Brides of Long Island share their stories
After the glow of engagement fades, most brides begin to plan. They plan the trials and tours and dress fittings. The tastings and guest lists. And importantly, the contingency plans: How to move the outdoor ceremony inside if it rains. Where to take pictures if the permits can’t be secured. Who to call in case the make up artist cancels last minute.
But what no bride has ever thought she’d need to include in those contingency plans? A global pandemic.
COVID-19, or novel coronavirus, has spread to every state in America and taken the lives of thousands worldwide. In New York, the governor has imposed strict guidelines to ensure “social distancing” by ordering businesses like bars, restaurants, and gyms to close. Even houses of worship have shut their doors for the foreseeable future.
These restrictive measures help protect those who are most vulnerable in our society, those whose lives are at stake. But left in the wake of these necessary restrictions are weddings, some with years of planning behind them. With large gatherings banned on a state-wide level until mid-May, and non-essential travel all but outlawed, venues, vendors, and brides have had no choice but to postpone or cancel their upcoming nuptials.
“3 years of planning was down the drain in one day,” commented one anonymous BOLI. For a bride who wished to be identified as Amber, her wedding was 7 years in the making. “we waited all of this time for our date to be on a weekend. Our date is special for my fiancé and me. Finally we are two months out, and suddenly our world comes to a crashing halt.” Bride Alyssa Ferraro’s wedding day was scheduled a mere 48 hours away from the end of the mandatory ban. “We’ve been planning for 2 years and the governor’s order to stop all gatherings is in effect until May 10, which is 2 days after my wedding. I’m devastated.”
It goes without saying that canceling any event as large as a wedding comes with enormous costs. An anonymous bride said “I’m losing money on invitations and other paper goods that say my April date.” Even brides who were married before the imposed restrictions saw a loss. “I got married March 14th, when COVID-19 was known but not a huge concern,” says BOLI Casey Merschoff. “One Aunt and Uncle did call, very upset, and told us they couldn’t make it. But with no notice, most of my wedding just didn’t show.” And with the virus causing so much uncertainty and upheaval economically, brides that have weddings scheduled later in the year are just as worried. “My boss cut my hours to part time, and said if this goes on long term he may need to let me go,” said another anonymous BOLI. “My fiancé and I already live paycheck to paycheck and now I am scared we won’t be able to afford our wedding.”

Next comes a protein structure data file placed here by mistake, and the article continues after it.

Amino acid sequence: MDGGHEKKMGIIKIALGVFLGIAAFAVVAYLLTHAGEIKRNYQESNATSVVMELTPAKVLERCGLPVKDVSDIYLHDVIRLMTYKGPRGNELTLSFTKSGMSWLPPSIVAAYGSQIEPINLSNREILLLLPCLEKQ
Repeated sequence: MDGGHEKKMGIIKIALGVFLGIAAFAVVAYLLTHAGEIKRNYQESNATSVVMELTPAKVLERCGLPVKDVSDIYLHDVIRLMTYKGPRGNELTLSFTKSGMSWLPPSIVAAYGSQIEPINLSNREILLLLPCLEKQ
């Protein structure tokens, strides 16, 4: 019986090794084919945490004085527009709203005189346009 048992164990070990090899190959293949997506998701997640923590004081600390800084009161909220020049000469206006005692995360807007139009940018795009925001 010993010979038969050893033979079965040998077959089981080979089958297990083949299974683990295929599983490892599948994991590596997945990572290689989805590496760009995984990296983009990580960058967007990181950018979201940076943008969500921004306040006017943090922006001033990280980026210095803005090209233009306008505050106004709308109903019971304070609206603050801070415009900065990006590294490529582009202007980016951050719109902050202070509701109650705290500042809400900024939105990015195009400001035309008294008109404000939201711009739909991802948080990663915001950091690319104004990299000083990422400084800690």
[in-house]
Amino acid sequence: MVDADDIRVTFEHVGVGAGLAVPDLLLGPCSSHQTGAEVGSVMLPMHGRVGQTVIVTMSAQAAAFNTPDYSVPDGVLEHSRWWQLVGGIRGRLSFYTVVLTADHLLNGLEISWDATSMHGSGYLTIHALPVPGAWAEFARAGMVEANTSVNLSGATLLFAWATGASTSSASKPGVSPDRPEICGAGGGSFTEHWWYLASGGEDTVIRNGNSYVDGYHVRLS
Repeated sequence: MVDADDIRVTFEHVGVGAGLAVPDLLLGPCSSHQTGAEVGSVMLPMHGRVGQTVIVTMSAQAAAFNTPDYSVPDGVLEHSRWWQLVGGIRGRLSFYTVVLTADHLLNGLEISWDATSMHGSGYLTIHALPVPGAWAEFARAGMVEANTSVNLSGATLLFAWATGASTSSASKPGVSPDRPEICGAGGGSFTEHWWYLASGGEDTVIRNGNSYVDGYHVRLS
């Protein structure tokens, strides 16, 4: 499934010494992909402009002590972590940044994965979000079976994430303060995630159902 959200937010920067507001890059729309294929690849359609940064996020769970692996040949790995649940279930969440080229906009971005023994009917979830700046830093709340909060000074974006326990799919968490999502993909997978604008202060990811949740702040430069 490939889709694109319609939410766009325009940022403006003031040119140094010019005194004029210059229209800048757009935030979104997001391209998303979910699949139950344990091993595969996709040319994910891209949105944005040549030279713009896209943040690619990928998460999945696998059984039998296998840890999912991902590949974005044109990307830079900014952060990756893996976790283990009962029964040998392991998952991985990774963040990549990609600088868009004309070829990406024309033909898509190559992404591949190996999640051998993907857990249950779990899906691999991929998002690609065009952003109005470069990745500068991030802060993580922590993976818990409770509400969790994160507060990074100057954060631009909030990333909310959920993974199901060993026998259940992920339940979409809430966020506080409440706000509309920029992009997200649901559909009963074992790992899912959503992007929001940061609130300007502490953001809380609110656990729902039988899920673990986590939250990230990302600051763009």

On top of the monetary costs are the emotional ones. For Brittany Critelli, whose May 30th wedding just makes the cut-off, the stress has been overwhelming. “When I first found out about the regulations, my stomach dropped. I barely slept that night and was a zombie the next day.” Despite her wedding being safe for now, she was forced to cancel her bridal shower and may have to cancel her bachelorette party as well. “Lately I have just been so down, I haven’t been putting any effort into wedding planning due to the uncertainty of the current situation. I know I should be happy that I am healthy, but all these events I have looked forward to for over a year. I put so much time and energy into planning everything. For now all I can do is stay hopeful.”
While many Brides of Long Island have been forced to change their plans and change them quickly, they’ve been fortunate to work with truly amazing and understanding vendors. An anonymous April bride commented, “Every single one of my vendors (except my makeup artist) were available on this new date and I feel extremely lucky. I really feel the love and compassion from each and every vendor I’ve chosen to work with.” Alyssa Ferraro agrees, saying “We’re working with some amazing vendors (Christine at Bayport Flower House, Sandy at Mark of Elegance and the whole team at Park Ave Studios). The general manager of my venue (Steve at the Mansion at West Sayville) has been a beacon of support and hope through the whole process of rescheduling my wedding.”
Despite having to reschedule or cancel multiple events, some brides have been able to find a silver lining. For Amanda Britto, a new family tradition has emerged. “My fiancé and I were going to celebrate 6 years together on our wedding date, May 8th. Although our new date is in April 2021, we’ve made that month have a special meaning also. His two brothers got married to their wives in April. Therefore, we made a pact that every April we will celebrate our wedding anniversaries together! We called it ‘The Rosario Couples Retreat.’ Although we are sad, we found happiness.”
Written by Jennifer Rizzuto,